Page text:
The Path of a Jewish Rockstar

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31 Oct 2013

240224_10150320650359392_647781_oWhen record executives started calling, Ilan Eckhardt decided he’d rather move to Israel than become a rock star in Los Angeles. “There’re so many people that end up pursuing a career, and it blows up and they run out of steam and motivation, because they weren’t mature enough,” the soft-spoken 19-year-old Midwesterner explained. “I wanted to make sure I was mature enough and the perfect outlet was Israel. Nothing makes someone more mature than a sense of purpose and meaning.”

If you’ve been watching Israel’s popular musical reality television show “Rising Star” (“HaKochav Ha’Ba”), it’s obvious why the music industry is so interested in him. Eckhardt sings and plays several instruments, and with blonde hair and blue eyes doesn’t look like he’d be out of place in an Abercrombie & Fitch catalog. Eckhardt easily cruised to the semi-finals by crooning an up-tempo Jason Mraz ballad. What you probably didn’t know was that Eckhardt, who made aliyah last year, honed his musical and singing chops while performing at dozens of NCSY Shabbatons and other events throughout his teen years.

“It was great practice for what I’m doing now,” he said by phone from Israel. “It really opened me up to being able to involve the audience, which is a big part of performing. NCSY is all about the ruach [spirituality]… People don’t realize how powerful music can be.”

For a child growing up in Milwaukee, WI, the Orthodox Union’s international youth movement also served another vital role for Eckhardt, who attended his first Shabbaton as a fifth grader.

“If it wasn’t for NCSY I wouldn’t have felt such a strong need to come to Israel,” he said. “ I don’t think I would have felt it as necessary as it is to be involved with other Jewish people my age.”

Eckhardt, the son of an opera singer and a concert pianist, learned how to play the piano from his grandmother, who lived with the family.

“She was a live-in teacher, which was awesome,” he said. Other instruments he picked up included violin, guitar and saxophone. Since the local Jewish high school forbade listening to secular music, Eckhardt enrolled in Cooper Yeshiva High School for Boys in Memphis.

“They gave me the freedom to express myself through my music, which is what I needed,” he said.

In Memphis he met Rabbi Marc Lennon, the head of Memphis NCSY, who introduced him to Jewish music. He also formed a close relationship with Rabbi Micah Greenland, the director of Midwest NCSY who currently serves as the organization’s interim international director.

“Ilan was an incredibly passionate and involved NCSYer in the Midwest region throughout his high school years,” Rabbi Greenland said. “His talent and enthusiasm for music were evident early on, as he sang and played instruments informally at Shabbatons shortly after becoming active in NCSY. Later, he took the initiative in putting together a teen band in NCSY, leading a team of other musicians in bringing incredible inspiration and energy to hundreds of other teens in Midwest NCSY. Ilan fused his aptitude and flair for music with his love for Torah and spirituality.”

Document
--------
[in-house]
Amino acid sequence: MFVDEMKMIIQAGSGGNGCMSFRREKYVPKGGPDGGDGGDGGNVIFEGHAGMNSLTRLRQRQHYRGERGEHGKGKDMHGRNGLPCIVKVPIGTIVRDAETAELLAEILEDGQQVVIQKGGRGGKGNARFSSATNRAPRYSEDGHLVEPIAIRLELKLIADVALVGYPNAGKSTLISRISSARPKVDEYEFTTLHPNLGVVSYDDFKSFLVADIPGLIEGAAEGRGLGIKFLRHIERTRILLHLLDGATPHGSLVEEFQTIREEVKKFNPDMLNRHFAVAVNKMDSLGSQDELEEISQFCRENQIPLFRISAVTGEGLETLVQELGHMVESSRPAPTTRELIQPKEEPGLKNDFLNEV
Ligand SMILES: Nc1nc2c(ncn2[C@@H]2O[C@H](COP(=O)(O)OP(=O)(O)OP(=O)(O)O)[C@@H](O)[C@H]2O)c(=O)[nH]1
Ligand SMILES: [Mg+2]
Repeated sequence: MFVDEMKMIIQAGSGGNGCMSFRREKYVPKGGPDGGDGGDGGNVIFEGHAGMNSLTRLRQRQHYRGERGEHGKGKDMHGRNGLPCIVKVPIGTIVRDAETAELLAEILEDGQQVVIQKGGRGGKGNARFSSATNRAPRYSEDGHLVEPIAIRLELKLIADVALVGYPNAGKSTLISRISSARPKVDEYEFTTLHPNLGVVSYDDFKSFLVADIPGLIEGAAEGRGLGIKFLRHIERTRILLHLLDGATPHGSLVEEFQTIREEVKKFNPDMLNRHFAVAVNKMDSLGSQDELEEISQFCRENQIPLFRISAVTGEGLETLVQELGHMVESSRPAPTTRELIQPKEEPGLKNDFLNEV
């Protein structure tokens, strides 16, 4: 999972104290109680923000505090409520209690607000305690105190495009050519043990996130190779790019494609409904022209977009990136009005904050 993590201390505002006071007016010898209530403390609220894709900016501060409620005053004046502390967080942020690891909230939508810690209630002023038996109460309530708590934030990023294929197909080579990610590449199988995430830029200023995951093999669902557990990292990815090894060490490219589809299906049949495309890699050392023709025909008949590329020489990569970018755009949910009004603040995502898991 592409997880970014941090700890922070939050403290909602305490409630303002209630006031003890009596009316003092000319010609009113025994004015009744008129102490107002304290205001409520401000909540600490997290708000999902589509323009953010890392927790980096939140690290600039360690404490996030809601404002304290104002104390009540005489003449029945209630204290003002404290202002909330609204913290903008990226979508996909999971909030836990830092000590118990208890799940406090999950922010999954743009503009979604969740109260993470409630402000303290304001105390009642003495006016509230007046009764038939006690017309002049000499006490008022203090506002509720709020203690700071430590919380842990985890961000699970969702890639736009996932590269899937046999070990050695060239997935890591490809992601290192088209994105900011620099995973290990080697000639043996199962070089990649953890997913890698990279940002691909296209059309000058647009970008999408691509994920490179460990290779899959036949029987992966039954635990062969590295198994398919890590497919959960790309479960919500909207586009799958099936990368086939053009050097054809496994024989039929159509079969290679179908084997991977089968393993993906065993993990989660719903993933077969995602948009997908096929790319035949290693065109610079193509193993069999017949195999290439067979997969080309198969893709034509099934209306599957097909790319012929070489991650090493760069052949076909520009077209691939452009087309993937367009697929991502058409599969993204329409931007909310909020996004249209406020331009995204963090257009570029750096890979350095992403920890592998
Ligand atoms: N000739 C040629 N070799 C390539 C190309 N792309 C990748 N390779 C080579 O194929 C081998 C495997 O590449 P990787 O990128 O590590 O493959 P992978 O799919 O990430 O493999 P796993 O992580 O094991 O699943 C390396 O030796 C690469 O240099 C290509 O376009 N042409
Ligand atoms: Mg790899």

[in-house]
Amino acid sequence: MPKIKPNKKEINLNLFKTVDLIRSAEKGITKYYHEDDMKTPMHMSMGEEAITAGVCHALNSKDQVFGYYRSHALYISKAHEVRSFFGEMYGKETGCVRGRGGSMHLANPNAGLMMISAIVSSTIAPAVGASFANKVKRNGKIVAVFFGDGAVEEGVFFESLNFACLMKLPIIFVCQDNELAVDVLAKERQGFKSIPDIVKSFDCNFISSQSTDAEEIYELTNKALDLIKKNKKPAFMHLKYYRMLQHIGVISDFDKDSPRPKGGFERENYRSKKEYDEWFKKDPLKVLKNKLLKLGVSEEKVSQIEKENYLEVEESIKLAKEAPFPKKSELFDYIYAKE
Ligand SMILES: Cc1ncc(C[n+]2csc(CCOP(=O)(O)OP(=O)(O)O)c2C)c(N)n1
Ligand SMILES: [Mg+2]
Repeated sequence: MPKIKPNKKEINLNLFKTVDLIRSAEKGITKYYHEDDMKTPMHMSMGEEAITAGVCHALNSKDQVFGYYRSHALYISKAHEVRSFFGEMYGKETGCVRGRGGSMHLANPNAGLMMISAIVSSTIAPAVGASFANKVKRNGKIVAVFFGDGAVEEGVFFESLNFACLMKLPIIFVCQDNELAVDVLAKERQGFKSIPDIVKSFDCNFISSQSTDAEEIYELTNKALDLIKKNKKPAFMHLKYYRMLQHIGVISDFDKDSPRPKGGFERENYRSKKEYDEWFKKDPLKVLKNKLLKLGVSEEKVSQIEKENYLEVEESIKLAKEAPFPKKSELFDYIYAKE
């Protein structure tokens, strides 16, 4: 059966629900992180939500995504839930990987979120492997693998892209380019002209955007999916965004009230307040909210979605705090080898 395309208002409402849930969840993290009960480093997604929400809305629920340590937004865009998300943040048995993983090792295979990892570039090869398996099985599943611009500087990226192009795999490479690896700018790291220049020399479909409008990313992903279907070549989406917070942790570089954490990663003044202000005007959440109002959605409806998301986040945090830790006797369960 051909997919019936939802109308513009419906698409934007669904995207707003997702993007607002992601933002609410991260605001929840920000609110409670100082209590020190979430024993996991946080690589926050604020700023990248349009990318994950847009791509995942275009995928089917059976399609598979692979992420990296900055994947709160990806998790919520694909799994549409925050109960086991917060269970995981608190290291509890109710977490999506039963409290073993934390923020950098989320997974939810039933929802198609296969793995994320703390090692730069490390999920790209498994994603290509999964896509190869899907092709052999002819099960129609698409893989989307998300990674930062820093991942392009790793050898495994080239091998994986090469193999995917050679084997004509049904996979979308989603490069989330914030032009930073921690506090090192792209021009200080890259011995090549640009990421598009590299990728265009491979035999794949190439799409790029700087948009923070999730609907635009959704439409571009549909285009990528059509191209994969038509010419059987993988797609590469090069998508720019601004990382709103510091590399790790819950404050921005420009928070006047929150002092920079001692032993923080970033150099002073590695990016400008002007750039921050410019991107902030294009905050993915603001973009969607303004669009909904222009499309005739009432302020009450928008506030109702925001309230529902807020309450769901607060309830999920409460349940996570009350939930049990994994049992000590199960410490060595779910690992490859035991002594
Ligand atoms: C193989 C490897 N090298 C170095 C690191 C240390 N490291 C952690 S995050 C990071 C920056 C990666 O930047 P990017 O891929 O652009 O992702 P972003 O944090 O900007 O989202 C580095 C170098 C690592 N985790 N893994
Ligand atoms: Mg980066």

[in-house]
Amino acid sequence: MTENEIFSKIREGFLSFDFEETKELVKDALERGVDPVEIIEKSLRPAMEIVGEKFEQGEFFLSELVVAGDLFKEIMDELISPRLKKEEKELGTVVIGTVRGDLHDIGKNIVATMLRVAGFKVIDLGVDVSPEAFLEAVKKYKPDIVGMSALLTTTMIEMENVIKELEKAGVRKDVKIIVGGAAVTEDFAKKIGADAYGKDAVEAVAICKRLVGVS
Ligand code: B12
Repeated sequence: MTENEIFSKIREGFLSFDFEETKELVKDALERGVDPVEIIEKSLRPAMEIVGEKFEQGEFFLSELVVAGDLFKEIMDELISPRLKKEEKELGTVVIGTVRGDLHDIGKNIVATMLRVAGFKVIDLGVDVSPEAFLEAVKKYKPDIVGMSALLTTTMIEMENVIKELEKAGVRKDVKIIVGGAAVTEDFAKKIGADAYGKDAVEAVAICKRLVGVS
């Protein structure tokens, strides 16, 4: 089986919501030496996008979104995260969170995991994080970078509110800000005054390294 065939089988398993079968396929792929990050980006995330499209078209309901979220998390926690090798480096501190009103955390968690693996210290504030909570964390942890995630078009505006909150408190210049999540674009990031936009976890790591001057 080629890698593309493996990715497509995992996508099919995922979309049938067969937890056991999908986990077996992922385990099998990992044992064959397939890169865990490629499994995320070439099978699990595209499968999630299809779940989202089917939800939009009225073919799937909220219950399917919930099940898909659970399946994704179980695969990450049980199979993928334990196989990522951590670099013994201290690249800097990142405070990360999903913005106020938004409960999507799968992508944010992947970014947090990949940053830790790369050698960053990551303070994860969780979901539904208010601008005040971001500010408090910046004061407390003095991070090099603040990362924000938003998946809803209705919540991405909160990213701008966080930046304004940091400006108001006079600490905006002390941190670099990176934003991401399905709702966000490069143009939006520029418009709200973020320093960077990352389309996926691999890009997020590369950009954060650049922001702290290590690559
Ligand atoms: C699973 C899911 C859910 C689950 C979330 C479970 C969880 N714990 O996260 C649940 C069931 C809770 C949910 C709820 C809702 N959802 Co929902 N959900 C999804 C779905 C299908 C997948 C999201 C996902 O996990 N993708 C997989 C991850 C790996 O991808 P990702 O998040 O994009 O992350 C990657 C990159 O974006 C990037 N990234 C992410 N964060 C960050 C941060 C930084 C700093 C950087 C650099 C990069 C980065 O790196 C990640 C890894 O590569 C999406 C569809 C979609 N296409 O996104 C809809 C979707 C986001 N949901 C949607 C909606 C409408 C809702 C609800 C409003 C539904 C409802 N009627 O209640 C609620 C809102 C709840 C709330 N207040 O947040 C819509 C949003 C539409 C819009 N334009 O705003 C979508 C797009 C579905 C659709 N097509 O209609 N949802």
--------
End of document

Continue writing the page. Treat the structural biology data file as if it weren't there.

After videos of Eckhardt appeared on YouTube, record labels reached out to him. At first, he didn’t believe the inquiries were legitimate. He learned that they were but realized they probably had him in mind for a pop music boy-band. (He wasn’t too off the mark: The headline of a recent profile of Eckhardt in the Haaretz newspaper declared, “If One Direction had an Orthodox Jewish Member, This is What He Would Look Like.” Don’t be fooled by his good looks though, Eckhardt is a serious musician whose tastes ranges from pop to classical and jazz. He names as his favorite musician the singer Jeff Buckley, who released just one album before his untimely death.

“He brought so much feeling into every song and that’s something even the best musicians don’t even do,” he said. “He really meant what he was playing and that’s rare.”

After high school, Eckhardt opted to attend Yeshivat Orayta in the Old City of Jerusalem. He spent the year engrossed in learning Torah, but made time for music. While busking on Yafo Street he met his future competitors, two other semi- finalists of “Rising Stars”: Aryeh and Gil Gat, two chasidic guitarists whose version of “Song of Silence”  has gone viral.

By chance, one motza’ei Shabbat, Eckhardt ended up near the bar where “Rising Stars” was doing a first-round of auditions. Several months later he got the callback to appear on the show. Eckhardt’s performance aired last week.

Eckhardt was eliminated from the competition on Tuesday night, but win or lose, he’d already made plans to enlist in the Israel Defense Force next year. Wherever he ends up, he credits the Orthodox Union’s NCSY with helping him get there.

“You meet other Jewish kids your age, which for kids in small towns is something you need,” he said about his NCSY experience. “ When there aren’t other Jewish kids it’s really easy to lose your Jewish identity.”

The words of this author reflect his/her own opinions and do not necessarily represent the official position of the Orthodox Union.